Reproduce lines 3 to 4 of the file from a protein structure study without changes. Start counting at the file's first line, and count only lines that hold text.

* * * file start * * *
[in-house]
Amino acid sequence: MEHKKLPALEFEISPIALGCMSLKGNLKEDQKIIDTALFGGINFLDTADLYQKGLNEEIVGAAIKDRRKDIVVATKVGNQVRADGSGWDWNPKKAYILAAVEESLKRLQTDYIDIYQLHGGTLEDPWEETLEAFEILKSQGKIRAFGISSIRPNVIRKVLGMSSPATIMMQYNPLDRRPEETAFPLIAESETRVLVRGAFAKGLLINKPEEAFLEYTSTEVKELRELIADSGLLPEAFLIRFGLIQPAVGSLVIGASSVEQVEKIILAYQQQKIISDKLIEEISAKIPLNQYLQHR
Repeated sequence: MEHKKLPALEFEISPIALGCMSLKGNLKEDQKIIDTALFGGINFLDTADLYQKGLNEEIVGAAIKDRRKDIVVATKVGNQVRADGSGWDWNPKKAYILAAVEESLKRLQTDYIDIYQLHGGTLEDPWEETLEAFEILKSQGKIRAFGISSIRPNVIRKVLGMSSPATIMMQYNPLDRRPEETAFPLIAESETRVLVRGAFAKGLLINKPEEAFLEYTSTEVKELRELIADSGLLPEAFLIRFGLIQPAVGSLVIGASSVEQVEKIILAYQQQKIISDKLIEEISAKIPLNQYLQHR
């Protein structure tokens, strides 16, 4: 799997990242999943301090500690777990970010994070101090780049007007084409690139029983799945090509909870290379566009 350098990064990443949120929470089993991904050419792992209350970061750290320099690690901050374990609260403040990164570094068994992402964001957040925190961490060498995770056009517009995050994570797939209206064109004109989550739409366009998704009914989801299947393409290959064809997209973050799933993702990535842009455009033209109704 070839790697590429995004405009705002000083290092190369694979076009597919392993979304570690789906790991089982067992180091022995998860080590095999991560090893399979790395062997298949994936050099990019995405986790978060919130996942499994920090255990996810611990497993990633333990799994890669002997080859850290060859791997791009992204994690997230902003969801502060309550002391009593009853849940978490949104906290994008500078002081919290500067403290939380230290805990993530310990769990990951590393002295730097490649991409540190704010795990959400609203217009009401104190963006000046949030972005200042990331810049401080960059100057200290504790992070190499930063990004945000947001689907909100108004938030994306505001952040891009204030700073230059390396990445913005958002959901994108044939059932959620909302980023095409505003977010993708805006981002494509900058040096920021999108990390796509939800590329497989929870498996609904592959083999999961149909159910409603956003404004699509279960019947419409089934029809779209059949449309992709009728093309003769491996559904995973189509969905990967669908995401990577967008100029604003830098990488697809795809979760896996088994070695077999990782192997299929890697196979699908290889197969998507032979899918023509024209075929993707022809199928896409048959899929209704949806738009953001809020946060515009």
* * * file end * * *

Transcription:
Repeated sequence: MEHKKLPALEFEISPIALGCMSLKGNLKEDQKIIDTALFGGINFLDTADLYQKGLNEEIVGAAIKDRRKDIVVATKVGNQVRADGSGWDWNPKKAYILAAVEESLKRLQTDYIDIYQLHGGTLEDPWEETLEAFEILKSQGKIRAFGISSIRPNVIRKVLGMSSPATIMMQYNPLDRRPEETAFPLIAESETRVLVRGAFAKGLLINKPEEAFLEYTSTEVKELRELIADSGLLPEAFLIRFGLIQPAVGSLVIGASSVEQVEKIILAYQQQKIISDKLIEEISAKIPLNQYLQHR
């Protein structure tokens, strides 16, 4: 799997990242999943301090500690777990970010994070101090780049007007084409690139029983799945090509909870290379566009 350098990064990443949120929470089993991904050419792992209350970061750290320099690690901050374990609260403040990164570094068994992402964001957040925190961490060498995770056009517009995050994570797939209206064109004109989550739409366009998704009914989801299947393409290959064809997209973050799933993702990535842009455009033209109704 070839790697590429995004405009705002000083290092190369694979076009597919392993979304570690789906790991089982067992180091022995998860080590095999991560090893399979790395062997298949994936050099990019995405986790978060919130996942499994920090255990996810611990497993990633333990799994890669002997080859850290060859791997791009992204994690997230902003969801502060309550002391009593009853849940978490949104906290994008500078002081919290500067403290939380230290805990993530310990769990990951590393002295730097490649991409540190704010795990959400609203217009009401104190963006000046949030972005200042990331810049401080960059100057200290504790992070190499930063990004945000947001689907909100108004938030994306505001952040891009204030700073230059390396990445913005958002959901994108044939059932959620909302980023095409505003977010993708805006981002494509900058040096920021999108990390796509939800590329497989929870498996609904592959083999999961149909159910409603956003404004699509279960019947419409089934029809779209059949449309992709009728093309003769491996559904995973189509969905990967669908995401990577967008100029604003830098990488697809795809979760896996088994070695077999990782192997299929890697196979699908290889197969998507032979899918023509024209075929993707022809199928896409048959899929209704949806738009953001809020946060515009």